Living trusts are an excellent tool to deal with assets during a person's lifetime. The documents and the financial instruments they create can also give peace of mind to the people writing them with their lawyers.
Estate disputes sometimes revolve around siblings who seem like they just want to do anything in their power to "win" against the other sibling. They act as if dividing up the estate is a contest. They may also be emotionally pitted against one another, as if they won't agree on anything out of principle.
If you have an heir with special needs, you may consider setting up a special needs trust to help take care of them after you pass away. However, you may also wonder why you couldn't just leave the money directly to them. Why put it in a trust first?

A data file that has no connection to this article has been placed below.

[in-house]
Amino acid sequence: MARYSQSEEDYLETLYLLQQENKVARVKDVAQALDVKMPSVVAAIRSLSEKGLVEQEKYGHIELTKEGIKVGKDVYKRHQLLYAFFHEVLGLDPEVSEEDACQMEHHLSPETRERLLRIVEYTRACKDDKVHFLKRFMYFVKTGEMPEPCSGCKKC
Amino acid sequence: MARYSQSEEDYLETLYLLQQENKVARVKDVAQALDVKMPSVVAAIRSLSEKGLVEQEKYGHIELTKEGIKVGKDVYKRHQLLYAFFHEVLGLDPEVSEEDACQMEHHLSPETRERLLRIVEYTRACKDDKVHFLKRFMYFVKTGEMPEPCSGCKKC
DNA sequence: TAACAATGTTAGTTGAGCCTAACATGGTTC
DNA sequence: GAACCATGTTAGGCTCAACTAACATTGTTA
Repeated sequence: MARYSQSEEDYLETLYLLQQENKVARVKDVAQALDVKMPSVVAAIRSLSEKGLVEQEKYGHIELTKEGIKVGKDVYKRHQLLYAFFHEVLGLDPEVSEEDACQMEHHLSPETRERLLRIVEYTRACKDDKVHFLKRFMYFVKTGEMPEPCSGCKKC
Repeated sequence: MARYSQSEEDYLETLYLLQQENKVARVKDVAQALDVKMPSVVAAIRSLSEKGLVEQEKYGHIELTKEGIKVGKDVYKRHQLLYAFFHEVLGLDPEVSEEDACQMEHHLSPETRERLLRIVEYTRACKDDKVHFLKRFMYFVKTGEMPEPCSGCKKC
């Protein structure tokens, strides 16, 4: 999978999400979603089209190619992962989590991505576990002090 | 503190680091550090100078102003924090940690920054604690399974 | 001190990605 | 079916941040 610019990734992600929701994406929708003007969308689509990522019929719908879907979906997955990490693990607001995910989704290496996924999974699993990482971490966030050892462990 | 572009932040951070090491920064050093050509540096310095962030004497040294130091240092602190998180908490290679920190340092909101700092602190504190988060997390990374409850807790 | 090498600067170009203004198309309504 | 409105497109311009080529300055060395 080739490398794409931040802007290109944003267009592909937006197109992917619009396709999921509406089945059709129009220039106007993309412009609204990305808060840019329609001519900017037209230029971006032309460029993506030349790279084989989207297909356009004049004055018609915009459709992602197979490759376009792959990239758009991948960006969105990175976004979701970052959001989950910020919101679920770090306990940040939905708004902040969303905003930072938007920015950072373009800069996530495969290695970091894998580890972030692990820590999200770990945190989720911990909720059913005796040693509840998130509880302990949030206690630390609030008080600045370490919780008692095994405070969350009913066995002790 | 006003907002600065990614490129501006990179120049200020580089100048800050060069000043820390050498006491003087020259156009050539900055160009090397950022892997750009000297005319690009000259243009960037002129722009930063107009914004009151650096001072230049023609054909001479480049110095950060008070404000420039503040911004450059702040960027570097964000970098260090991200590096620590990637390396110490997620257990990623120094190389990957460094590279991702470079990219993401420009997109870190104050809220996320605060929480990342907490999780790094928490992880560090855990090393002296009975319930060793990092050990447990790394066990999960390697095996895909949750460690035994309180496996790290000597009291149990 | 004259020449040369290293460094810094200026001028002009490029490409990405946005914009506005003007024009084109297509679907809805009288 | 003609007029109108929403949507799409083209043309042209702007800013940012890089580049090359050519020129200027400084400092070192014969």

A will is, for many people, the basis of the estate plan. It's the first document they draft. It may be all that they think they need.
When writing a will and doing estate planning, people often carefully consider how long they think they will live. After all, you need to do long-term care planning and you need to consider how many assets will really remain when you pass away. There's a careful balance here. Your estate has to support you at the end of your life, and you also want to give whatever remains to your heirs.